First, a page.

Okehampton farm shop looks for support to start their ‘food revolution’

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A passionate group of growers and producers are hoping to start a food revolution in a Devon market town but need the help of customers to do it.

Shop in Okehampton’s Red Lion Yard, which has been run by local organic growers Martin Godfrey, 49, and Sara Melendru, 44, for the last 2 years, is becoming a not for profit workers co-op with five other members – the Harvest Workers’ Co-op.

The group are looking to raise £15,000 to create bespoke shelving for the display and storage of their organic goodies, to remove a wall and create more space inside, to display produce outside, to have an outdoor seating area, for big community display boards, to cover the added insurance costs and to buy new fridges and freezers.



Devon Live reporter Joe Bulmer went to meet the team behind the idea. Sara explained how two and half years ago she and her husband took over the shop and how it all got started: “We are local growers and were doing farmers markets and were already supplying the shop with eggs and veg. The owners told us they were closing down and did we want to take it over.

“We knew the shop would be lots of work and we would have to staff it. We’ve always been interested in the co-operative model and we thought a co-op would give us a great opportunity to sell organic food.”

The shop and soon to be co-op sells items customers might not have come across in their local supermarket including, raw goats milk and cheese, fresh turmeric root, edible flowers, chestnut flour, wild greens like foraged nettles, Sea Buckthorn juice, goose eggs and organic meat from local producers.

While Joe was visiting the co-op he bumped into regular customer and architect Tom Foster, 49, who was delighted to see his favourite farm shop turning into a cooperative, he said: “It’s fantastic it’s the model of the future, it seems to be the only viable alternative to the exploitative capitalist system.

“Okehampton is quite an interesting place there’s a real go-ahead spark here. This could be a groundbreaking project which other market towns could learn from.”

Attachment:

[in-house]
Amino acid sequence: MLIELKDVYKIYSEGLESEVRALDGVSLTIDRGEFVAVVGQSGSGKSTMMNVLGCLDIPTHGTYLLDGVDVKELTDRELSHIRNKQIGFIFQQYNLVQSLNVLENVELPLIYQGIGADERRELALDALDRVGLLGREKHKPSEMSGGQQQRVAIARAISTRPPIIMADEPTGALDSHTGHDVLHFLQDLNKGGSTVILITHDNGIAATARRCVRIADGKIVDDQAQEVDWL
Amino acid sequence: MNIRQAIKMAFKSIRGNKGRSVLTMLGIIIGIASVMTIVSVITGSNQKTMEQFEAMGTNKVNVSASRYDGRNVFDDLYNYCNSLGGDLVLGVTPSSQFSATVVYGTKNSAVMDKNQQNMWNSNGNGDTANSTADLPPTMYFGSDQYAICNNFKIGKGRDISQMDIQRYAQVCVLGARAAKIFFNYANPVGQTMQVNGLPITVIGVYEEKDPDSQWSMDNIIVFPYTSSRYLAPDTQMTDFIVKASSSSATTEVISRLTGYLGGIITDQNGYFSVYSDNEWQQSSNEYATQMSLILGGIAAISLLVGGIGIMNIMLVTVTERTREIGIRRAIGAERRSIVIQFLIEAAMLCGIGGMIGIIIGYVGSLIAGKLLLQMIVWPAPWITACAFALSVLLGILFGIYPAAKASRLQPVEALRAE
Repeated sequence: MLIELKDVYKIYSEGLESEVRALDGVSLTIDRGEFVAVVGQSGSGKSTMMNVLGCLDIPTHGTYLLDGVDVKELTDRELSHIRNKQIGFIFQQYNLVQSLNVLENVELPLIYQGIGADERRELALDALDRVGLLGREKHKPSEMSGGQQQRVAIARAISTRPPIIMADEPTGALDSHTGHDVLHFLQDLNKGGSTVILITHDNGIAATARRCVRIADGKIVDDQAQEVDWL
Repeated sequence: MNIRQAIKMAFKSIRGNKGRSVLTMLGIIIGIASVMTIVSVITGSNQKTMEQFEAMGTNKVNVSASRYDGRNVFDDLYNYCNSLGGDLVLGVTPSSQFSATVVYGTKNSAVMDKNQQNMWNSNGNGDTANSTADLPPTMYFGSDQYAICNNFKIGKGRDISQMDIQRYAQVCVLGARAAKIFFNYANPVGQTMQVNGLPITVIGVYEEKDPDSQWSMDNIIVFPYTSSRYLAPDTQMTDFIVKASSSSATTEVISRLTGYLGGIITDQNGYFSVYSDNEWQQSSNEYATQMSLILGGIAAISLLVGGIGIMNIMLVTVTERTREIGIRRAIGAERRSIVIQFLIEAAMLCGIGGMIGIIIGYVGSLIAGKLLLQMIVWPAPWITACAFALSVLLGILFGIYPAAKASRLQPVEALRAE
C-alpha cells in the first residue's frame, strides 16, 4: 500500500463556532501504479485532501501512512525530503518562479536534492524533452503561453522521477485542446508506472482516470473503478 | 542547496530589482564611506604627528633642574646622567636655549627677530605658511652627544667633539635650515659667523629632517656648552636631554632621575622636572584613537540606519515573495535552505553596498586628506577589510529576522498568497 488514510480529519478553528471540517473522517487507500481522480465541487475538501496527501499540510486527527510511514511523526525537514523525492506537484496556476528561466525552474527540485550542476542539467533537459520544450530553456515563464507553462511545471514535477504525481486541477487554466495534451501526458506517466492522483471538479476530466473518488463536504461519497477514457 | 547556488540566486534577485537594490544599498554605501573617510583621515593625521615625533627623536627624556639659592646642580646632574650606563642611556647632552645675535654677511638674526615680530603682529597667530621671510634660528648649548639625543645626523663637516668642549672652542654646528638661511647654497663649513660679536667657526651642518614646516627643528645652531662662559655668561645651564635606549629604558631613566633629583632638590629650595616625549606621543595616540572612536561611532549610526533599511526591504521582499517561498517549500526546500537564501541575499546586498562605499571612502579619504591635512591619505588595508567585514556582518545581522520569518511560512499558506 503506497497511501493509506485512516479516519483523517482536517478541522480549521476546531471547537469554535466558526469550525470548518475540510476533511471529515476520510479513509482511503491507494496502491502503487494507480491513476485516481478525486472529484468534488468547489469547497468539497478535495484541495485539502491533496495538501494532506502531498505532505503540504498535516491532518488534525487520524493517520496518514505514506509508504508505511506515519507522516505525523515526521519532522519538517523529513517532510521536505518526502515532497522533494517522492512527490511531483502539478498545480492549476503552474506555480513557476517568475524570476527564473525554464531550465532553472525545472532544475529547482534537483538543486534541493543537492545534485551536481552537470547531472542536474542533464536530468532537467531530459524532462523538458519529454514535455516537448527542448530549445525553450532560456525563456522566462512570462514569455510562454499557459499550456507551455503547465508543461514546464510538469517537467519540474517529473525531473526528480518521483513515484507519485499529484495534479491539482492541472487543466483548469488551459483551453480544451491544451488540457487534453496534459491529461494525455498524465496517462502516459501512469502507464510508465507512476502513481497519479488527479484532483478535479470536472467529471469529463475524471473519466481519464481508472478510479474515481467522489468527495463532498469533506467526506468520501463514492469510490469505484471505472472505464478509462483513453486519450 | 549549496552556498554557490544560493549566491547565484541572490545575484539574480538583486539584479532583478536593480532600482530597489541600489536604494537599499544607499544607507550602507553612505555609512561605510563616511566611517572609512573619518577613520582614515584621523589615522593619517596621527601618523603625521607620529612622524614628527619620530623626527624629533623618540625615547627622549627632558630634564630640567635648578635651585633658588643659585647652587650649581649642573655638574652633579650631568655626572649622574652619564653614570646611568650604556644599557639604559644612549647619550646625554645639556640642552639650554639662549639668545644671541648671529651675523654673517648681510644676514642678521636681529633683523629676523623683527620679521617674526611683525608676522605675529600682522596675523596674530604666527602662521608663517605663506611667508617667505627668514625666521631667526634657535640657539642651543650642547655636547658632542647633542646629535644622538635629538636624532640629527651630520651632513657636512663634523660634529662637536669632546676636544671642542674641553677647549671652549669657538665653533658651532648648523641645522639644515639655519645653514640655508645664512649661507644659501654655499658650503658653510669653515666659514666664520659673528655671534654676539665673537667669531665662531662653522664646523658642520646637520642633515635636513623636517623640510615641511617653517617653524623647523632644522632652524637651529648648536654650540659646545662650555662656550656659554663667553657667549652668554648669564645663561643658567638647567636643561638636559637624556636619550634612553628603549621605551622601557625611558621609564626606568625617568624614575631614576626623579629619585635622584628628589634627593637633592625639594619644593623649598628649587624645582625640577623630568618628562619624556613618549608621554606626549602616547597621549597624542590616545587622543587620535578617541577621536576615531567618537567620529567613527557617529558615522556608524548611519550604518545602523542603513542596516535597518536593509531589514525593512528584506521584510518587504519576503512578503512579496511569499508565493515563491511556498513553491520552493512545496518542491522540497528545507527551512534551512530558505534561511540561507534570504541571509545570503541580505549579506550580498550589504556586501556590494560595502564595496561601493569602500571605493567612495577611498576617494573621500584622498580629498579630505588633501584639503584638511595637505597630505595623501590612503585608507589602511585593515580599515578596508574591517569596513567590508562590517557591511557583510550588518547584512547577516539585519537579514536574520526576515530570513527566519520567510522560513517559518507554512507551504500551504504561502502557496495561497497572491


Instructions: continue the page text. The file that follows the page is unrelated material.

As well as selling all manner of organic vegetables, fruit, meat and ingredients the cooperative is keen to run educational workshops and courses as well as getting involved with local schools and interacting with community events.

Members are keen to put together workshops and events on, where food comes from, the ongoing seed crisis, bread making, apple pressing, seasonal events, gardening tips, cookery classes, social gatherings, film screenings, guest speakers and much more.

Henry Allison and his partner Olivia James are members of the co-op and have their own farm in Winkleigh. Henry is keen to create a movement locally to encourage people to think more about their food, he said: “It’s our first season this year and at the moment we are harvesting salad and chard for the co-op and Winkleigh Farmers Market.

“We joined the co-op to have somewhere to sell our produce and become part of the food and produce community locally. The countryside can be a very isolating unless you get out and meet people.”

Within half a mile of the Harvest Workers’ Co-op there are two supermarkets competing for business but Sara is confident the co-op can offer shoppers a completely different experience and a much more nutritious product, she said: “We’ve got a lot of good local, fresh food with the highest nutrition without chemicals, it’s win, win, win. It’s a great way for local producers to get a better deal.

“There are a lot less food miles too. I believe part of the reason our customers keep coming back is that we really care about the produce and can give cooking and gardening tips for example.

“We sell produce you will never find in a supermarket and you can buy the amount you want which saves on waste.”

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